Here is Theorem 5.13 (L'Hospital's Rule) in the book Principles of Mathematical Analysis by Walter Rudin, 3rd edition:

Suppose $f$ and $g$ are real and differentiable in $(a, b)$, and $g^\prime(x) \neq 0$ for all $x \in (a, b)$, where $-\infty \leq a < b \leq +\infty$. Suppose $$ \frac{f^\prime(x)}{g^\prime(x)} \to A \ \mbox{ as } \ x \to a. \tag{13} $$ If $$ f(x) \to 0 \ \mbox{ and } \ g(x) \to 0 \ \mbox{ as } \ x \to a, \tag{14} $$ or if $$ g(x) \to +\infty \ \mbox{ as } \ x \to a, \tag{15} $$ then $$ \frac{f(x)}{g(x)} \to A \ \mbox{ as } \ x \to a. \tag{16}$$ The analogous statement is of course also true if $x \to b$, or if $g(x) \to -\infty$ in (15). Let us note that we now use the limit concept in the extended sense of Definition 4.33.

Here is Definition 4.33:

Let $f$ be a real function defined on $E \subset \mathbb{R}$. We say that $$ f(t) \to A \ \mbox{ as } \ t \to x, $$ where $A$ and $x$ are in the extended real number system, if for every neighborhood $U$ of $A$ there is a neighborhood $V$ of $x$ such that $V \cap E$ is not empty, and such that $f(t) \in U$ for all $t \in V \cap E$, $t \neq x$.

And, here is Rudin's proof:

We first consider the case in which $-\infty \leq A < +\infty$. Choose a real number $q$ such that $A < q$, and then choose $r$ such that $A < r < q$. By (13) there is a point $c \in (a, b)$ such that $a < x < c$ implies $$ \frac{ f^\prime(x) }{ g^\prime(x) } < r. \tag{17} $$ If $a < x < y < c$, then Theorem 5.9 shows that there is a point $t \in (x, y)$ such that $$ \frac{ f(x)-f(y) }{ g(x)-g(y) } = \frac{f^\prime(t)}{g^\prime(t)} < r. \tag{18} $$ Suppose (14) holds. Letting $x \to a$ in (18), we see that $$ \frac{f(y)}{g(y)} \leq r < q \qquad \qquad \qquad (a < y < c) \tag{19} $$

Next, suppose (15) holds. Keeping $y$ fixed in (18), we can choos a point $c_1 \in (a, y)$ such that $g(x) > g(y)$ and $g(x) > 0$ if $a < x < c_1$. Multiplying (18) by $\left[ g(x)- g(y) \right]/g(x)$, we obtain $$ \frac{ f(x) }{ g(x) } < r - r \frac{ g(y) }{g(x)} + \frac{f(y)}{g(x)} \qquad \qquad \qquad (a < x < c_1). \tag{20}$$ If we let $x \to a$ in (20), (15) shows that there is a point $c_2 \in \left( a, c_1 \right)$ such that $$ \frac{ f(x) }{ g(x) } < q \qquad \qquad \qquad (a < x < c_2 ). \tag{21} $$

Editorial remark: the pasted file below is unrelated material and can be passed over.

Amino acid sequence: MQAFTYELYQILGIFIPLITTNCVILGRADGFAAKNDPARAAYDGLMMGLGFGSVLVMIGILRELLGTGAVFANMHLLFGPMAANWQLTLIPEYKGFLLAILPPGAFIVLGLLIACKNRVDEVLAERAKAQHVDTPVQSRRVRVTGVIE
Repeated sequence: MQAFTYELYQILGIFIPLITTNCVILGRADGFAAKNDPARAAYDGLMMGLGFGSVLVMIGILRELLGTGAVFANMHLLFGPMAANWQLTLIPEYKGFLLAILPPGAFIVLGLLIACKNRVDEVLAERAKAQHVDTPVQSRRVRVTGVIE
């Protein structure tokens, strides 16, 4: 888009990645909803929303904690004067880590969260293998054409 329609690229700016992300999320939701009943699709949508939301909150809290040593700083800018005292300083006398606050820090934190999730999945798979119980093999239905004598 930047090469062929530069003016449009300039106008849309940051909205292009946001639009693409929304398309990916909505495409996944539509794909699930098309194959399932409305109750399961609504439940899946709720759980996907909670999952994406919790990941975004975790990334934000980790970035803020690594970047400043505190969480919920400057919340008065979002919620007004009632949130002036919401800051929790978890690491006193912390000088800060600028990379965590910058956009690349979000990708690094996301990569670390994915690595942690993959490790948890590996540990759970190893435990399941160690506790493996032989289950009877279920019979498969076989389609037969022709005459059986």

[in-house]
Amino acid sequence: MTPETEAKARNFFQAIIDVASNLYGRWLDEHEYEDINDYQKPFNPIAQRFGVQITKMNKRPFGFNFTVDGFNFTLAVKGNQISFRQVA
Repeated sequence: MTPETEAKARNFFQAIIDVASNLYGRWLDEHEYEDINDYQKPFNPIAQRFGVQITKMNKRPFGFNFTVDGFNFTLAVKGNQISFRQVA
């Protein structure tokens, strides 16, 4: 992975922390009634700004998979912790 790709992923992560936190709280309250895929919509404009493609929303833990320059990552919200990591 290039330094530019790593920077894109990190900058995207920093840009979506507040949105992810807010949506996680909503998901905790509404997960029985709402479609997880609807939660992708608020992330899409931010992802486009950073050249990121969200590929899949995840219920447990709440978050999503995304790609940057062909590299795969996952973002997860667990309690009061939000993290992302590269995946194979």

Summing up, (19) and (21) show that for any $q$, subject only to the condition $A < q$, there is a point $c_2$ such that $f(x)/g(x) < q$ if $a < x < c_2$.

In the same manner, if $-\infty < A \leq +\infty$, and $p$ is chosen so that $p < A$, we can find a point $c_3$ such that $$ p < \frac{ f(x) }{ g(x) } \qquad \qquad \qquad ( a< x < c_3), \tag{22} $$ and (16) follows from these two statements.

Now I have the following queries:

In (20), why has the term $f(x)/g(x)$ not been affected as we let $x \to a$, although two of the three terms on the right side have gone to $0$? Don't we need any assumption about $f$ in (15)?

  • $\begingroup$ It is rigorous but terse. We have $f(y) -rg(y)$ fixed and $-r \frac{g(y)}{g(x)} + \frac{f(y)}{g(x)} \to 0$ as $x \to a$, since $g(x) \to +\infty$. For $x$ sufficiently close to $a$ we have $-r \frac{g(y)}{g(x)} + \frac{f(y)}{g(x)} < q -r$ and $f(x)/g(x) < q$. $\endgroup$ – RRL Apr 9 '17 at 0:09
  • $\begingroup$ Also, nothing about the limit of $f(x)$ or even its existence is needed to show this. $\endgroup$ – RRL Apr 9 '17 at 0:10
  • $\begingroup$ Why is Math SE voting for the closure of this question, I wonder? Is there anything about that is against the etiquette of this wonderful forum? $\endgroup$ – Saaqib Mahmood Apr 9 '17 at 8:33

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